After the old vegetation is gone and the compost has been spread, it’s beneficial to add a thick protective layer of mulch to the garden. This will help keep everything (particularly moisture and nutrients) in place. Again, the chickens will be happy to spread the mulch.
This can be grass clipping, chopped leaves, or whatever mulch material you have readily available. Just make sure the mulch material is free of pesticides or herbicides that you wouldn’t want contaminating your homegrown garden produce. This mulch layer is not intended to add nutrients back into the garden but simply to hold the soil in place and prevent weed seeds from germinating.
Then in spring, you can remove the mulch layer and immediately start planting. The garden rows will have already been replenished with the nutrients from the compost and should be nearly weed-free because of the heavy mulch layer.
The picture below shows the leaf mulch additions to the first half of the bed.
Additional Chicken Benefits
While your chickens are eating your old garden plants and spreading compost or mulch, they will provide additional beneficial services by eating insects, aerating your garden soil, adding more nutrients, and eating weed seeds.
Chickens are omnivores, meaning they will eat both plants and animals. They are particularly fond of insects and will eat bugs, grubs, and larvae as they are scratching and pecking through the garden. By eating the larvae and grubs of “bad” insects that are planning to overwinter in your garden (like Colorado potato beetle larvae, etc.) they can significantly reduce the insect load in next year’s garden. Using chickens to reduce the number of insects that will emerge in spring to eat your harvest is a smart method for organic pest reduction.
As the chickens look for grubs and eat the old garden vegetation, they will naturally aerate the garden soil and add nutrients with their droppings. Although their fresh droppings are very high in nitrogen and can burn plants, by adding them in the fall the droppings will diminish in potency over winter and provide increased plant fertility in spring. Chickens also gently work the top few inches of soil as they scratch and improve the soil texture while introducing oxygen. This promotes optimal planting conditions when spring arrives.
Finally, as your chickens’ peck and scratch through your fall garden, they will eat the weed seeds that they uncover. This can significantly reduce the number of weeds that germinate in springtime after the mulch layer has been removed. Of course, fewer weeds mean less work in the busy springtime garden.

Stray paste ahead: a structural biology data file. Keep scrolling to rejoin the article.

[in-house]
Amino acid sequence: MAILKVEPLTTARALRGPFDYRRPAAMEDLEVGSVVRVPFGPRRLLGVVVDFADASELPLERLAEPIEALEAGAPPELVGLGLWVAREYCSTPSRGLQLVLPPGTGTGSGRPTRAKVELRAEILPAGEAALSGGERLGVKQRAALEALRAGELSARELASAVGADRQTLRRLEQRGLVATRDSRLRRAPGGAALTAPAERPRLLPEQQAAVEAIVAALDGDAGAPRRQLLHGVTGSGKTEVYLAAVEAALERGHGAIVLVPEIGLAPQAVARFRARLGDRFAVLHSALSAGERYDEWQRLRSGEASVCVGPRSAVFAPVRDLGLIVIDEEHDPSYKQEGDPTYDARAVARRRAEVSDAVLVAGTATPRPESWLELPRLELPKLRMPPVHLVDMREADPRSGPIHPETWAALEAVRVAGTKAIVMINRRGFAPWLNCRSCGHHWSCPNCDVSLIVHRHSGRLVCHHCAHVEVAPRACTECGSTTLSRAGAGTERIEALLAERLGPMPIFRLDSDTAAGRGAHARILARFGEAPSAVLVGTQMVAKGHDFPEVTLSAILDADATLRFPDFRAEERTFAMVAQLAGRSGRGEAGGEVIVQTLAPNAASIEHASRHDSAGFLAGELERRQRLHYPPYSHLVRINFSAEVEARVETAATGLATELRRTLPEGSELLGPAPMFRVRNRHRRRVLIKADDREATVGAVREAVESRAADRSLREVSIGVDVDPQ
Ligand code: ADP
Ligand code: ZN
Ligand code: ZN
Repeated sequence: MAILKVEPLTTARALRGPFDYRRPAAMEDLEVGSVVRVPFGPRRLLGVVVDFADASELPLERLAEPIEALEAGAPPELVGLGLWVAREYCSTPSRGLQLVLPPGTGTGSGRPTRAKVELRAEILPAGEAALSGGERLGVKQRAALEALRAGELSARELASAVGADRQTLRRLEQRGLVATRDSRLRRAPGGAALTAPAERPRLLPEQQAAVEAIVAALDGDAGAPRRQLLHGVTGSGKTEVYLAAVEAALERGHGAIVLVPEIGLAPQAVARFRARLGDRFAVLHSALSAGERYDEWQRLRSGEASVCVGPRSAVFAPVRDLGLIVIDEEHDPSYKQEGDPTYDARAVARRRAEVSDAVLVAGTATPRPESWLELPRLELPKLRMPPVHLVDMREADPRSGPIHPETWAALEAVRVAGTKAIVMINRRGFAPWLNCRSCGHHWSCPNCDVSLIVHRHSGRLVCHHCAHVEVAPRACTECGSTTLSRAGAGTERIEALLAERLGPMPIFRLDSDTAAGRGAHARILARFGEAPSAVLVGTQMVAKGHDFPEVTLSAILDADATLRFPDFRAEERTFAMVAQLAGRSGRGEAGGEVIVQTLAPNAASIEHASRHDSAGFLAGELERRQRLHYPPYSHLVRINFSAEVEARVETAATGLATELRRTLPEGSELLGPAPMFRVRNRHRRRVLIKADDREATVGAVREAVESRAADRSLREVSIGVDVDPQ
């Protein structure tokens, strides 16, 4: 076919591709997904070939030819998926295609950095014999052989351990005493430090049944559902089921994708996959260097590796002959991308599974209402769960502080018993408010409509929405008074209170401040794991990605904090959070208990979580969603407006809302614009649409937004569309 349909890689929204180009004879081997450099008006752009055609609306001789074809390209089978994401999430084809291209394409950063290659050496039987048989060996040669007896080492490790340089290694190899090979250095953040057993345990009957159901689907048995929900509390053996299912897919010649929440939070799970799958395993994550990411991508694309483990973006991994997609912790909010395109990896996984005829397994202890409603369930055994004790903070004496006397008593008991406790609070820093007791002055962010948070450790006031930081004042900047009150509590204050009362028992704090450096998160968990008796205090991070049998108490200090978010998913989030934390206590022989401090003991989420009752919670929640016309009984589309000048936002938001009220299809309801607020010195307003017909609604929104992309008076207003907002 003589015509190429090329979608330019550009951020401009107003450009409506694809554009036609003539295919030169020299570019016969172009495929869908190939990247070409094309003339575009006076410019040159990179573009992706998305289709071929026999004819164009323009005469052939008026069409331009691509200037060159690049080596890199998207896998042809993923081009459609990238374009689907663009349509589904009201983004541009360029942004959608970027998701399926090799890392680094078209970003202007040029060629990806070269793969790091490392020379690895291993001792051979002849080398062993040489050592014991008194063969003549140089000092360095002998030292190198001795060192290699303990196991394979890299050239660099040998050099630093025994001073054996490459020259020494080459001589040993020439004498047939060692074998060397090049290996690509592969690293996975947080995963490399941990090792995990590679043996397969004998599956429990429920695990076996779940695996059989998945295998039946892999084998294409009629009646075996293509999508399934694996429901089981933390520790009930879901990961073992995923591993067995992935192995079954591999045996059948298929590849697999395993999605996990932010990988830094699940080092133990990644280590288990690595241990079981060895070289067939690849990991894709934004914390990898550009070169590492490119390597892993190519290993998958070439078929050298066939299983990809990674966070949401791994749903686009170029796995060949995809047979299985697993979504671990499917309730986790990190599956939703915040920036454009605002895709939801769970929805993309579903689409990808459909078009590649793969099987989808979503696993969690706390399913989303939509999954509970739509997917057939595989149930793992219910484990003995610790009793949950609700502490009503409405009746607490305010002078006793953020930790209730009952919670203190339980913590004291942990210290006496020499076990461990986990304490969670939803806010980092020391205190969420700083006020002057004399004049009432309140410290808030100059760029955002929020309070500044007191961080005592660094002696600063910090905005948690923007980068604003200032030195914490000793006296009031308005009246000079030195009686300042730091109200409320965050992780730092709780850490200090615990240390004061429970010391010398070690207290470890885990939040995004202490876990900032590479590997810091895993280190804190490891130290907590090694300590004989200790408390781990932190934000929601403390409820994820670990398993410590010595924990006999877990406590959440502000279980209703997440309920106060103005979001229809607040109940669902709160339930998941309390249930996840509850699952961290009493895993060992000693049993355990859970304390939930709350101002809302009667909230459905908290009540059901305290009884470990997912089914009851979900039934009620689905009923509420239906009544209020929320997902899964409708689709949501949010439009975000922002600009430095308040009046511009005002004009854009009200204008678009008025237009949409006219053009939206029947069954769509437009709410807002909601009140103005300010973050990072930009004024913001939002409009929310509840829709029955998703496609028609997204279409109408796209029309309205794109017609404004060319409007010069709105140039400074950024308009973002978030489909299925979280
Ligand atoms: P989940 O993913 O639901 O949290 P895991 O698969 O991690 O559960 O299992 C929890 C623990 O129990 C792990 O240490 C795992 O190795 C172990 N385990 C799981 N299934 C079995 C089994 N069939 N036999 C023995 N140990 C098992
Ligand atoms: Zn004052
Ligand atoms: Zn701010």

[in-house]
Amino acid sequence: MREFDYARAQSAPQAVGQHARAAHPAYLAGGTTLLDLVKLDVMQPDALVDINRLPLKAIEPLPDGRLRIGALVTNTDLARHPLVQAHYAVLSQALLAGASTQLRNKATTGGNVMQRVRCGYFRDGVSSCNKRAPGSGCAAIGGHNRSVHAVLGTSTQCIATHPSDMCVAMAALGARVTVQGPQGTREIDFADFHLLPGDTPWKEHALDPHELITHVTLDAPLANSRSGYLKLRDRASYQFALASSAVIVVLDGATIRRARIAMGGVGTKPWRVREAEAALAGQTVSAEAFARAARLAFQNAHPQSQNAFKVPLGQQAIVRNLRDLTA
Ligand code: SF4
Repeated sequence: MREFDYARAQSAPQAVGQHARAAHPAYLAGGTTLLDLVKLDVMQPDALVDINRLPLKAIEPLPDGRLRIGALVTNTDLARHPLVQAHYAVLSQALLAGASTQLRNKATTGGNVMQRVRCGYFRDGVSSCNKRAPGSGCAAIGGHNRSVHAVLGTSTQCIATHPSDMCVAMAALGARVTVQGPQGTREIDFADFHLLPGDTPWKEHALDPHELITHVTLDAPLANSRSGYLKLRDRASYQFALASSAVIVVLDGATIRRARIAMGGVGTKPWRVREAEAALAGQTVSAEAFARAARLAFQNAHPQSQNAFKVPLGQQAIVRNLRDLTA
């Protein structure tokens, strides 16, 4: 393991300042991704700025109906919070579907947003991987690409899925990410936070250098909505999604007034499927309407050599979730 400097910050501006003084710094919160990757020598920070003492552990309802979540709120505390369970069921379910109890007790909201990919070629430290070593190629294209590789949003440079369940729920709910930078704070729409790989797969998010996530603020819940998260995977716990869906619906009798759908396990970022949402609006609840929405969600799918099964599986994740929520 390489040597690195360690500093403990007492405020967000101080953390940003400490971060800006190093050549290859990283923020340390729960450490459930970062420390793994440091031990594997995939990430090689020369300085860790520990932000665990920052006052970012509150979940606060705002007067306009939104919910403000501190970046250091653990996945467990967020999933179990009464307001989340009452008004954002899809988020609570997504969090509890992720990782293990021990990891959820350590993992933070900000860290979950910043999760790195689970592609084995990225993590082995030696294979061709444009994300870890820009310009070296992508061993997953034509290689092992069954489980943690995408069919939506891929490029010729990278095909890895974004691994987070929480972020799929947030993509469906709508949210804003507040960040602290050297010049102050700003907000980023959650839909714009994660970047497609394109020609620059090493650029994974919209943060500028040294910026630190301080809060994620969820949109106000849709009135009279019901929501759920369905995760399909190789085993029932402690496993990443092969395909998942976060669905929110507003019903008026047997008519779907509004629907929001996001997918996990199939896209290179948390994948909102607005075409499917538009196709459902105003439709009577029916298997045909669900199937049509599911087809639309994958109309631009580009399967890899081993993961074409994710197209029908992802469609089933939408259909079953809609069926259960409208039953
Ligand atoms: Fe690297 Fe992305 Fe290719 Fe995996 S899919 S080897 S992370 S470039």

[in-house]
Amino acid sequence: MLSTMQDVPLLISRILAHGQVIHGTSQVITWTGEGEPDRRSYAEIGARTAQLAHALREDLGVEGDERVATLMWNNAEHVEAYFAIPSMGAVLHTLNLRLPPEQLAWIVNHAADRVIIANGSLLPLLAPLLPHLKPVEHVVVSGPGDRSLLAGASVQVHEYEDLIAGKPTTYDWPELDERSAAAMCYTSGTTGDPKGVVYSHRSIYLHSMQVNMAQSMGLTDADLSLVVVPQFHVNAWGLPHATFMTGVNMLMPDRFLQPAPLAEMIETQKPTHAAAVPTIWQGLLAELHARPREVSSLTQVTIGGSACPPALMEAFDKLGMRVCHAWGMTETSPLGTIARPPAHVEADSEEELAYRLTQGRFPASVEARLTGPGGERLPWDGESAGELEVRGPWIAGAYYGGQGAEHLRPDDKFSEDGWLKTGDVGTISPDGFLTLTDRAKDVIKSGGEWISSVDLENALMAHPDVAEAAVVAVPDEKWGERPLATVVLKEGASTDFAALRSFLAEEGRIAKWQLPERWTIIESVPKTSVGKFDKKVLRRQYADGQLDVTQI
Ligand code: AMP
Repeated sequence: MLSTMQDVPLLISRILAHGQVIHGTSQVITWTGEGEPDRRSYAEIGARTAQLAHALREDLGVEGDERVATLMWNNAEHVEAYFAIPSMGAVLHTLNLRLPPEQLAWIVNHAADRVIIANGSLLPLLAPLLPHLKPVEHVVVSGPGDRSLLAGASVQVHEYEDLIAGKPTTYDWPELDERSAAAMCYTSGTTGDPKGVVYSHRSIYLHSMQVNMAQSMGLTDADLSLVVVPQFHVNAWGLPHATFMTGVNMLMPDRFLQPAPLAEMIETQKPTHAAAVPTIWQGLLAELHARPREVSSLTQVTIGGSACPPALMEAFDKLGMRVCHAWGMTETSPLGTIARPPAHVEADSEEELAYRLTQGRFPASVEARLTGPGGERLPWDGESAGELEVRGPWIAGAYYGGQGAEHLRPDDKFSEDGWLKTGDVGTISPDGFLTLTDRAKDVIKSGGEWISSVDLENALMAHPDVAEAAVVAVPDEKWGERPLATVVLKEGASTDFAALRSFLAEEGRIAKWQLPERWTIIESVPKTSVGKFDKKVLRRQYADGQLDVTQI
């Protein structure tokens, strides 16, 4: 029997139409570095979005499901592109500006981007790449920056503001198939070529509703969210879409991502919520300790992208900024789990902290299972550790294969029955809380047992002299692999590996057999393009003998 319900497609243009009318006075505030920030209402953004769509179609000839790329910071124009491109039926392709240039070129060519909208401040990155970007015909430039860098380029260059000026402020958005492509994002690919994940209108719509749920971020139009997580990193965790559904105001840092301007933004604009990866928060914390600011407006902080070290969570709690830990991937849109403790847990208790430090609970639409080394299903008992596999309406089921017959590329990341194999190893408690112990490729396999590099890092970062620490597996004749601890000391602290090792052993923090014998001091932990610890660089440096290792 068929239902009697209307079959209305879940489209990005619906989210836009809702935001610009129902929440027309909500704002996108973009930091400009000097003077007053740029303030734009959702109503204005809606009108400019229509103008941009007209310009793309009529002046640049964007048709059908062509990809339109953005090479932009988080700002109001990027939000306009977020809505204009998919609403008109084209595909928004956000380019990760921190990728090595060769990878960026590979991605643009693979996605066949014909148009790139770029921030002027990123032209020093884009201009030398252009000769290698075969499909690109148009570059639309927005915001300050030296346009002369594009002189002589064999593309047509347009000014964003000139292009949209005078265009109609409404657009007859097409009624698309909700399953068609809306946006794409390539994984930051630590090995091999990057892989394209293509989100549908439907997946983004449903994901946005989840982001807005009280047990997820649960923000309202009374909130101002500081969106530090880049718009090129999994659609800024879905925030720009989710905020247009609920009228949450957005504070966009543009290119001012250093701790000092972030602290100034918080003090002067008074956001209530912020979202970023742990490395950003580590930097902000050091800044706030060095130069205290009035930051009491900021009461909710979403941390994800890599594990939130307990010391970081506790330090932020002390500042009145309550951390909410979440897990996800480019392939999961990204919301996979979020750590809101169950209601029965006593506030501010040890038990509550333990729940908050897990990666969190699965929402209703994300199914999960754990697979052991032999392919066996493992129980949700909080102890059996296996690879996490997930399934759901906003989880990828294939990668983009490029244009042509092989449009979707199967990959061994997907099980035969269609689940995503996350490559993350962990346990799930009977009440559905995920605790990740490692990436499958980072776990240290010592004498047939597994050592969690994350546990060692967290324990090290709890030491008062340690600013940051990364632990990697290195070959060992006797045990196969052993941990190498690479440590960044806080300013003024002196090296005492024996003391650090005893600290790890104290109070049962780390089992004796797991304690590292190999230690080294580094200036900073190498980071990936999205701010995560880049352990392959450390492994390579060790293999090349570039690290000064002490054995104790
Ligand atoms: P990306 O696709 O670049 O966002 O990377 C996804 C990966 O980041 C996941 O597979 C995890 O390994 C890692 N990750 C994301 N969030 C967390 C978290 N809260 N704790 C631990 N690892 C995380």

Just by turning your chickens loose in the fall garden, you can put the vegetable garden to bed, protect it for winter, and get an advance start on spring preparations with minimal work on your part. It provides healthy activity and food for the chickens, who will whole-heartedly enjoy doing the chores for you.
What Winterizing The Vegetable Garden Creates
When we began with these garden beds, the soil was compacted clay, and difficult to work or grow.
But after just a couple of years, by following these 3 easy steps, the improvement in the soil has been incredible. The soil is now friable and easy to work on. The garden also produces some amazing produce for us and the number of bad bugs (insects that eat your crops) has decreased dramatically.
It takes some work each fall, but the garden just gets better every year!
The photo above shows the vegetable garden after the removal of spent vegetation, composting, and mulching. The winterizing steps will help ensure an insect-free and fertile garden next year.
Soon, the seed catalogs will be here, and I can fantasize about next year’s garden. Knowing I’ve done the cleanup and added the fertility needed to make it spectacular.
These are great tips for winterizing vegetable gardens. I would also like to add that adding a protective structure, like a geodesic dome, can create an optimal environment for growing vegetables.
Walter Langely says
I agree on the no-till method. I do what I name “lasagne ” composting in the fall with leaves and with newspaper and Old straw after planting within the Springboard